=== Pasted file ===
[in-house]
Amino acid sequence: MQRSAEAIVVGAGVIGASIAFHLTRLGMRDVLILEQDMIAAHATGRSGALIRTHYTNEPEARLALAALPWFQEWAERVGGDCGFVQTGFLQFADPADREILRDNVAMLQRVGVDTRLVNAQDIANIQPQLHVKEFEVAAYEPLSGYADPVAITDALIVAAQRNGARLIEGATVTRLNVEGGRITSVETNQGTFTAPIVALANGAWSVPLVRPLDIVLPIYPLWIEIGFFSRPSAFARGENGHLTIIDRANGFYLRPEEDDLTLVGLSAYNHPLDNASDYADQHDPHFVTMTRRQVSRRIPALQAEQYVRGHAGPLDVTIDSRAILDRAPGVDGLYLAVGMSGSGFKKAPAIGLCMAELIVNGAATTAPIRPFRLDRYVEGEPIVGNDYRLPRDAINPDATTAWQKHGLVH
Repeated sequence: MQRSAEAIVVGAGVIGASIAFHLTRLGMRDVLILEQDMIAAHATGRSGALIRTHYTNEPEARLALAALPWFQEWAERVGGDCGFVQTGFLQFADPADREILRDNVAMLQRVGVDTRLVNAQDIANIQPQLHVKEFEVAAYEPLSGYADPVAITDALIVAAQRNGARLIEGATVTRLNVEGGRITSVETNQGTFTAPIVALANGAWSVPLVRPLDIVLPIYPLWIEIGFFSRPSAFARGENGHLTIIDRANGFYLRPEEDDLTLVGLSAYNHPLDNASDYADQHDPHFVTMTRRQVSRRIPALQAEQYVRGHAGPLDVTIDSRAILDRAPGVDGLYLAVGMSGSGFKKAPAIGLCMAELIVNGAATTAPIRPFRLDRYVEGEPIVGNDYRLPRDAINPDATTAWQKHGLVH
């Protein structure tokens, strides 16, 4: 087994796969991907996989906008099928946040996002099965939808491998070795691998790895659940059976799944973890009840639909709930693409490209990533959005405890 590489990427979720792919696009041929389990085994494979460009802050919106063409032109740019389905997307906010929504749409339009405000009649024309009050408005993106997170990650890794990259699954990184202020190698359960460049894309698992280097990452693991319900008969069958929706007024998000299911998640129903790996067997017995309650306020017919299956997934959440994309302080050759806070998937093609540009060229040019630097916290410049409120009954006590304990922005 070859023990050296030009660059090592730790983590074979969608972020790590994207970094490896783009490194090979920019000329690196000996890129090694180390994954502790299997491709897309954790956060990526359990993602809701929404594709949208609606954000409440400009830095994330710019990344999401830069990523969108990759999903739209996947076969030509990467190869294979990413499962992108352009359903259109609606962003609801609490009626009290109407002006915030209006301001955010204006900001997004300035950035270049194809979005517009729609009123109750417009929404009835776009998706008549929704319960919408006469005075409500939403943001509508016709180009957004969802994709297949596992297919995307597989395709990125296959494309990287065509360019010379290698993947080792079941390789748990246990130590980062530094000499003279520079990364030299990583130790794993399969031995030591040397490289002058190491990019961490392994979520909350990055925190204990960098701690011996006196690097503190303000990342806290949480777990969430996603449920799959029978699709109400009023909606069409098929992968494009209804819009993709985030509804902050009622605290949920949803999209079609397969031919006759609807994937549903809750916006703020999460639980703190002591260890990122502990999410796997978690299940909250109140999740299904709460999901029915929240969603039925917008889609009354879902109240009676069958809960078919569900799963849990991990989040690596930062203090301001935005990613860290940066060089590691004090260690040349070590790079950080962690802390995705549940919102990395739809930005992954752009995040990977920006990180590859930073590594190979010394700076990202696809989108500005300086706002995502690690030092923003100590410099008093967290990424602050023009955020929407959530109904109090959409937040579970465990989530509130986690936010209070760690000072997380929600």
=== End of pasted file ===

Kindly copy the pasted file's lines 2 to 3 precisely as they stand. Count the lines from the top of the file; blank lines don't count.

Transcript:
Amino acid sequence: MQRSAEAIVVGAGVIGASIAFHLTRLGMRDVLILEQDMIAAHATGRSGALIRTHYTNEPEARLALAALPWFQEWAERVGGDCGFVQTGFLQFADPADREILRDNVAMLQRVGVDTRLVNAQDIANIQPQLHVKEFEVAAYEPLSGYADPVAITDALIVAAQRNGARLIEGATVTRLNVEGGRITSVETNQGTFTAPIVALANGAWSVPLVRPLDIVLPIYPLWIEIGFFSRPSAFARGENGHLTIIDRANGFYLRPEEDDLTLVGLSAYNHPLDNASDYADQHDPHFVTMTRRQVSRRIPALQAEQYVRGHAGPLDVTIDSRAILDRAPGVDGLYLAVGMSGSGFKKAPAIGLCMAELIVNGAATTAPIRPFRLDRYVEGEPIVGNDYRLPRDAINPDATTAWQKHGLVH
Repeated sequence: MQRSAEAIVVGAGVIGASIAFHLTRLGMRDVLILEQDMIAAHATGRSGALIRTHYTNEPEARLALAALPWFQEWAERVGGDCGFVQTGFLQFADPADREILRDNVAMLQRVGVDTRLVNAQDIANIQPQLHVKEFEVAAYEPLSGYADPVAITDALIVAAQRNGARLIEGATVTRLNVEGGRITSVETNQGTFTAPIVALANGAWSVPLVRPLDIVLPIYPLWIEIGFFSRPSAFARGENGHLTIIDRANGFYLRPEEDDLTLVGLSAYNHPLDNASDYADQHDPHFVTMTRRQVSRRIPALQAEQYVRGHAGPLDVTIDSRAILDRAPGVDGLYLAVGMSGSGFKKAPAIGLCMAELIVNGAATTAPIRPFRLDRYVEGEPIVGNDYRLPRDAINPDATTAWQKHGLVH